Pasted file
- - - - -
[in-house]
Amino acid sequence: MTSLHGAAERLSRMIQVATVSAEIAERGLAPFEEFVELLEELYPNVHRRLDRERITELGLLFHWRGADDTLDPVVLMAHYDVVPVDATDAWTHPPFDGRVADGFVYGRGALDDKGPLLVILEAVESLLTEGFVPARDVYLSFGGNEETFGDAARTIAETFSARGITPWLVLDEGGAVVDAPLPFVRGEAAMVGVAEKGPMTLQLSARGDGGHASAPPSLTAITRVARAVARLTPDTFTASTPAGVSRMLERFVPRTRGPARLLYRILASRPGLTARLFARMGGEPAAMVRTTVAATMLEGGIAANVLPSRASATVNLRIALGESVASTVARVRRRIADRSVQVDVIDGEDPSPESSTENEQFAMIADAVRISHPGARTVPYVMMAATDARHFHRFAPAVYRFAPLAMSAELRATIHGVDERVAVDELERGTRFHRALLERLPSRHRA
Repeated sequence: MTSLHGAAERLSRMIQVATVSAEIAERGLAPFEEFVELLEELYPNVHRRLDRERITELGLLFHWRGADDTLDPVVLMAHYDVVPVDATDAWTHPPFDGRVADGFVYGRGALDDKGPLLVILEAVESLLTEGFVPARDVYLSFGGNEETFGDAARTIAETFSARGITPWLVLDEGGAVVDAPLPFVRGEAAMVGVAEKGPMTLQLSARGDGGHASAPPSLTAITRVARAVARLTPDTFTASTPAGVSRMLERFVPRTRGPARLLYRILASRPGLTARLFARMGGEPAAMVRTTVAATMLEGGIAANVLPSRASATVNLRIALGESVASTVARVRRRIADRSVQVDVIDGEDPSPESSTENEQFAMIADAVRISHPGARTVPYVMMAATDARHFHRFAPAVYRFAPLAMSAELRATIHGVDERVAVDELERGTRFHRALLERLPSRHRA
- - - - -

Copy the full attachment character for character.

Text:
[in-house]
Amino acid sequence: MTSLHGAAERLSRMIQVATVSAEIAERGLAPFEEFVELLEELYPNVHRRLDRERITELGLLFHWRGADDTLDPVVLMAHYDVVPVDATDAWTHPPFDGRVADGFVYGRGALDDKGPLLVILEAVESLLTEGFVPARDVYLSFGGNEETFGDAARTIAETFSARGITPWLVLDEGGAVVDAPLPFVRGEAAMVGVAEKGPMTLQLSARGDGGHASAPPSLTAITRVARAVARLTPDTFTASTPAGVSRMLERFVPRTRGPARLLYRILASRPGLTARLFARMGGEPAAMVRTTVAATMLEGGIAANVLPSRASATVNLRIALGESVASTVARVRRRIADRSVQVDVIDGEDPSPESSTENEQFAMIADAVRISHPGARTVPYVMMAATDARHFHRFAPAVYRFAPLAMSAELRATIHGVDERVAVDELERGTRFHRALLERLPSRHRA
Repeated sequence: MTSLHGAAERLSRMIQVATVSAEIAERGLAPFEEFVELLEELYPNVHRRLDRERITELGLLFHWRGADDTLDPVVLMAHYDVVPVDATDAWTHPPFDGRVADGFVYGRGALDDKGPLLVILEAVESLLTEGFVPARDVYLSFGGNEETFGDAARTIAETFSARGITPWLVLDEGGAVVDAPLPFVRGEAAMVGVAEKGPMTLQLSARGDGGHASAPPSLTAITRVARAVARLTPDTFTASTPAGVSRMLERFVPRTRGPARLLYRILASRPGLTARLFARMGGEPAAMVRTTVAATMLEGGIAANVLPSRASATVNLRIALGESVASTVARVRRRIADRSVQVDVIDGEDPSPESSTENEQFAMIADAVRISHPGARTVPYVMMAATDARHFHRFAPAVYRFAPLAMSAELRATIHGVDERVAVDELERGTRFHRALLERLPSRHRA